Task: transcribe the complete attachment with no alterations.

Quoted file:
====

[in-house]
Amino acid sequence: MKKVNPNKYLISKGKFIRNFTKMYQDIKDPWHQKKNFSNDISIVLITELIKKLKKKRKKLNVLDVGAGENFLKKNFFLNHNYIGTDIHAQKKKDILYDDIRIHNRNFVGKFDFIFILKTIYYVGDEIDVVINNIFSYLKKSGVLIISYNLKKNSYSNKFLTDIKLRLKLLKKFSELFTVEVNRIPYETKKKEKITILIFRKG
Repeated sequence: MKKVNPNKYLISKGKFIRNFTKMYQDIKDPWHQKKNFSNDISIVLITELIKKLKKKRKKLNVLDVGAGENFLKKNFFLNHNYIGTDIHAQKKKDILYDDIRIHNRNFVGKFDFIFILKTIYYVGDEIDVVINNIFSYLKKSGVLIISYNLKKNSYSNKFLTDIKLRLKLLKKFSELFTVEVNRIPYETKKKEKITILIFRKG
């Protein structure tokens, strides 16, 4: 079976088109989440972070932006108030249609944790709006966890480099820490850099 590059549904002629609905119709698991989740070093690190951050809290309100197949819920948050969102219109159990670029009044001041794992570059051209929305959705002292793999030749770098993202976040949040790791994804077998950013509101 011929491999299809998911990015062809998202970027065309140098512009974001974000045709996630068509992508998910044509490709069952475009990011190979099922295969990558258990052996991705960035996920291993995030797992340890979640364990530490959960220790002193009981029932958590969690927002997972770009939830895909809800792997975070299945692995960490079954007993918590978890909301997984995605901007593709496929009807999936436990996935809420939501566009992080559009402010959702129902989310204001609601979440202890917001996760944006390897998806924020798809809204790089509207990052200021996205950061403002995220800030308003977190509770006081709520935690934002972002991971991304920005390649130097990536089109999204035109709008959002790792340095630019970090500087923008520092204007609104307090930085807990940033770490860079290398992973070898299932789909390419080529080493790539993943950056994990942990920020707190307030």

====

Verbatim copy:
[in-house]
Amino acid sequence: MKKVNPNKYLISKGKFIRNFTKMYQDIKDPWHQKKNFSNDISIVLITELIKKLKKKRKKLNVLDVGAGENFLKKNFFLNHNYIGTDIHAQKKKDILYDDIRIHNRNFVGKFDFIFILKTIYYVGDEIDVVINNIFSYLKKSGVLIISYNLKKNSYSNKFLTDIKLRLKLLKKFSELFTVEVNRIPYETKKKEKITILIFRKG
Repeated sequence: MKKVNPNKYLISKGKFIRNFTKMYQDIKDPWHQKKNFSNDISIVLITELIKKLKKKRKKLNVLDVGAGENFLKKNFFLNHNYIGTDIHAQKKKDILYDDIRIHNRNFVGKFDFIFILKTIYYVGDEIDVVINNIFSYLKKSGVLIISYNLKKNSYSNKFLTDIKLRLKLLKKFSELFTVEVNRIPYETKKKEKITILIFRKG
């Protein structure tokens, strides 16, 4: 079976088109989440972070932006108030249609944790709006966890480099820490850099 590059549904002629609905119709698991989740070093690190951050809290309100197949819920948050969102219109159990670029009044001041794992570059051209929305959705002292793999030749770098993202976040949040790791994804077998950013509101 011929491999299809998911990015062809998202970027065309140098512009974001974000045709996630068509992508998910044509490709069952475009990011190979099922295969990558258990052996991705960035996920291993995030797992340890979640364990530490959960220790002193009981029932958590969690927002997972770009939830895909809800792997975070299945692995960490079954007993918590978890909301997984995605901007593709496929009807999936436990996935809420939501566009992080559009402010959702129902989310204001609601979440202890917001996760944006390897998806924020798809809204790089509207990052200021996205950061403002995220800030308003977190509770006081709520935690934002972002991971991304920005390649130097990536089109999204035109709008959002790792340095630019970090500087923008520092204007609104307090930085807990940033770490860079290398992973070898299932789909390419080529080493790539993943950056994990942990920020707190307030």